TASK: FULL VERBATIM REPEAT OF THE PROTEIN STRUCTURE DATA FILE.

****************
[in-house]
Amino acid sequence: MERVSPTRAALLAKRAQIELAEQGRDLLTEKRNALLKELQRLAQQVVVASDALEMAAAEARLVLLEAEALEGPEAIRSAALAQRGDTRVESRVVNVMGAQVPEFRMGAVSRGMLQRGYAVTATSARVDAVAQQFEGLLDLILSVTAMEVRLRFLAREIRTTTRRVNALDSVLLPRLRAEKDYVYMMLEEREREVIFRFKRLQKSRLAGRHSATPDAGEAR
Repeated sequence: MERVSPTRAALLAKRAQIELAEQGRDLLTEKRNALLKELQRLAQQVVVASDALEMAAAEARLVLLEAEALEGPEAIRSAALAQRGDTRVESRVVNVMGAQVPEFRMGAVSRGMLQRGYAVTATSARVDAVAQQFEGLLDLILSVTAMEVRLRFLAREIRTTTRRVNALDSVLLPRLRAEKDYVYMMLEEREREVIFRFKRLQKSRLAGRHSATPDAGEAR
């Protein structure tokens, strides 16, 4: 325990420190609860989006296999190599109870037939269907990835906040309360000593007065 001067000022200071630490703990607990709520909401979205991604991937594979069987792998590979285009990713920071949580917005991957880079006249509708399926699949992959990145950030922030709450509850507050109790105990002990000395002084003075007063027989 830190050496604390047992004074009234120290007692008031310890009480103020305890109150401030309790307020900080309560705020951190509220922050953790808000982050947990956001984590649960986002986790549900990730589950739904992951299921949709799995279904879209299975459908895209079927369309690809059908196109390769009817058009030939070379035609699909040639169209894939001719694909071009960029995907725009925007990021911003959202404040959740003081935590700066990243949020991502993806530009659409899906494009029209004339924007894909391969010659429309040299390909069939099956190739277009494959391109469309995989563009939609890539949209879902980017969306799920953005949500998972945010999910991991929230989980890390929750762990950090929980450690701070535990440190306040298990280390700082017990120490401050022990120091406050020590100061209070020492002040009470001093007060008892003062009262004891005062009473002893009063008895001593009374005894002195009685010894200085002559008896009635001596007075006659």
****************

[in-house]
Amino acid sequence: MERVSPTRAALLAKRAQIELAEQGRDLLTEKRNALLKELQRLAQQVVVASDALEMAAAEARLVLLEAEALEGPEAIRSAALAQRGDTRVESRVVNVMGAQVPEFRMGAVSRGMLQRGYAVTATSARVDAVAQQFEGLLDLILSVTAMEVRLRFLAREIRTTTRRVNALDSVLLPRLRAEKDYVYMMLEEREREVIFRFKRLQKSRLAGRHSATPDAGEAR
Repeated sequence: MERVSPTRAALLAKRAQIELAEQGRDLLTEKRNALLKELQRLAQQVVVASDALEMAAAEARLVLLEAEALEGPEAIRSAALAQRGDTRVESRVVNVMGAQVPEFRMGAVSRGMLQRGYAVTATSARVDAVAQQFEGLLDLILSVTAMEVRLRFLAREIRTTTRRVNALDSVLLPRLRAEKDYVYMMLEEREREVIFRFKRLQKSRLAGRHSATPDAGEAR
């Protein structure tokens, strides 16, 4: 325990420190609860989006296999190599109870037939269907990835906040309360000593007065 001067000022200071630490703990607990709520909401979205991604991937594979069987792998590979285009990713920071949580917005991957880079006249509708399926699949992959990145950030922030709450509850507050109790105990002990000395002084003075007063027989 830190050496604390047992004074009234120290007692008031310890009480103020305890109150401030309790307020900080309560705020951190509220922050953790808000982050947990956001984590649960986002986790549900990730589950739904992951299921949709799995279904879209299975459908895209079927369309690809059908196109390769009817058009030939070379035609699909040639169209894939001719694909071009960029995907725009925007990021911003959202404040959740003081935590700066990243949020991502993806530009659409899906494009029209004339924007894909391969010659429309040299390909069939099956190739277009494959391109469309995989563009939609890539949209879902980017969306799920953005949500998972945010999910991991929230989980890390929750762990950090929980450690701070535990440190306040298990280390700082017990120490401050022990120091406050020590100061209070020492002040009470001093007060008892003062009262004891005062009473002893009063008895001593009374005894002195009685010894200085002559008896009635001596007075006659």